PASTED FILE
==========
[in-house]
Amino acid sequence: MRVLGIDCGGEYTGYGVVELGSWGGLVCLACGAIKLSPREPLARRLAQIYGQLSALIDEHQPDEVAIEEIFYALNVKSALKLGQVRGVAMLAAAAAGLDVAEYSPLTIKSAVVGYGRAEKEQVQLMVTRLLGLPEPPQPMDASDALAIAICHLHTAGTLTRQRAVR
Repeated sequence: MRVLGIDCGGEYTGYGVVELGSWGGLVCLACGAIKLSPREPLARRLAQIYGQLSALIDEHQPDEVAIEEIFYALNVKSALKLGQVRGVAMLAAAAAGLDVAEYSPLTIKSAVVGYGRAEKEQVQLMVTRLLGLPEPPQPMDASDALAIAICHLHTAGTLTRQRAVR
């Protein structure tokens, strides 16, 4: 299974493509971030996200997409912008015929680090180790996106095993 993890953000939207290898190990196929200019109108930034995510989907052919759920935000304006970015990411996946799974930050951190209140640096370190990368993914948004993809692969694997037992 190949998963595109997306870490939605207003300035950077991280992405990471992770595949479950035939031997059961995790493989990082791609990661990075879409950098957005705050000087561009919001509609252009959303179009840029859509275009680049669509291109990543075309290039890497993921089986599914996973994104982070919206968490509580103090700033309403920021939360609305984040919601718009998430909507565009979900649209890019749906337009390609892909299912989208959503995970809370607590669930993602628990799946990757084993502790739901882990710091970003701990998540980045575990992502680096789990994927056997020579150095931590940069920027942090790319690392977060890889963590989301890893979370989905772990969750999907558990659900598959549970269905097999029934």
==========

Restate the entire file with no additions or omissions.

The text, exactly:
[in-house]
Amino acid sequence: MRVLGIDCGGEYTGYGVVELGSWGGLVCLACGAIKLSPREPLARRLAQIYGQLSALIDEHQPDEVAIEEIFYALNVKSALKLGQVRGVAMLAAAAAGLDVAEYSPLTIKSAVVGYGRAEKEQVQLMVTRLLGLPEPPQPMDASDALAIAICHLHTAGTLTRQRAVR
Repeated sequence: MRVLGIDCGGEYTGYGVVELGSWGGLVCLACGAIKLSPREPLARRLAQIYGQLSALIDEHQPDEVAIEEIFYALNVKSALKLGQVRGVAMLAAAAAGLDVAEYSPLTIKSAVVGYGRAEKEQVQLMVTRLLGLPEPPQPMDASDALAIAICHLHTAGTLTRQRAVR
């Protein structure tokens, strides 16, 4: 299974493509971030996200997409912008015929680090180790996106095993 993890953000939207290898190990196929200019109108930034995510989907052919759920935000304006970015990411996946799974930050951190209140640096370190990368993914948004993809692969694997037992 190949998963595109997306870490939605207003300035950077991280992405990471992770595949479950035939031997059961995790493989990082791609990661990075879409950098957005705050000087561009919001509609252009959303179009840029859509275009680049669509291109990543075309290039890497993921089986599914996973994104982070919206968490509580103090700033309403920021939360609305984040919601718009998430909507565009979900649209890019749906337009390609892909299912989208959503995970809370607590669930993602628990799946990757084993502790739901882990710091970003701990998540980045575990992502680096789990994927056997020579150095931590940069920027942090790319690392977060890889963590989301890893979370989905772990969750999907558990659900598959549970269905097999029934």